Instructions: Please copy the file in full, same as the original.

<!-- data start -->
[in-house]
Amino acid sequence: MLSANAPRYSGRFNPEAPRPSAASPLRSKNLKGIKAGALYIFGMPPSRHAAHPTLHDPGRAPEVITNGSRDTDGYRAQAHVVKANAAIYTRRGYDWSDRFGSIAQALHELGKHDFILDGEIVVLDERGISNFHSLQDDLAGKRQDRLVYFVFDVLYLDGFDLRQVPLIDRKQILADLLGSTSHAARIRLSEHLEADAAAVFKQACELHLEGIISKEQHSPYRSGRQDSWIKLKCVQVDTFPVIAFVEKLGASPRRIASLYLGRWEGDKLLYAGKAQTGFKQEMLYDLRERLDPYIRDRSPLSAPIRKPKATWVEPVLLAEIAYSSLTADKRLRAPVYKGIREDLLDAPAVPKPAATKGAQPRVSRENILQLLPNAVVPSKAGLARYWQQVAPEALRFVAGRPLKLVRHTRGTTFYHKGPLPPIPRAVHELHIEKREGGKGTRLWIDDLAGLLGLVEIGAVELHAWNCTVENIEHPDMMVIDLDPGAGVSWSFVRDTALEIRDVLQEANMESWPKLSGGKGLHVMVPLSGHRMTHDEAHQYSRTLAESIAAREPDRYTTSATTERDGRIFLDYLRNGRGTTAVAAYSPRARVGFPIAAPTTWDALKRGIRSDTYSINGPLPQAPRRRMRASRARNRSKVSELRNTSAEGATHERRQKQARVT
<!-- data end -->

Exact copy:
[in-house]
Amino acid sequence: MLSANAPRYSGRFNPEAPRPSAASPLRSKNLKGIKAGALYIFGMPPSRHAAHPTLHDPGRAPEVITNGSRDTDGYRAQAHVVKANAAIYTRRGYDWSDRFGSIAQALHELGKHDFILDGEIVVLDERGISNFHSLQDDLAGKRQDRLVYFVFDVLYLDGFDLRQVPLIDRKQILADLLGSTSHAARIRLSEHLEADAAAVFKQACELHLEGIISKEQHSPYRSGRQDSWIKLKCVQVDTFPVIAFVEKLGASPRRIASLYLGRWEGDKLLYAGKAQTGFKQEMLYDLRERLDPYIRDRSPLSAPIRKPKATWVEPVLLAEIAYSSLTADKRLRAPVYKGIREDLLDAPAVPKPAATKGAQPRVSRENILQLLPNAVVPSKAGLARYWQQVAPEALRFVAGRPLKLVRHTRGTTFYHKGPLPPIPRAVHELHIEKREGGKGTRLWIDDLAGLLGLVEIGAVELHAWNCTVENIEHPDMMVIDLDPGAGVSWSFVRDTALEIRDVLQEANMESWPKLSGGKGLHVMVPLSGHRMTHDEAHQYSRTLAESIAAREPDRYTTSATTERDGRIFLDYLRNGRGTTAVAAYSPRARVGFPIAAPTTWDALKRGIRSDTYSINGPLPQAPRRRMRASRARNRSKVSELRNTSAEGATHERRQKQARVT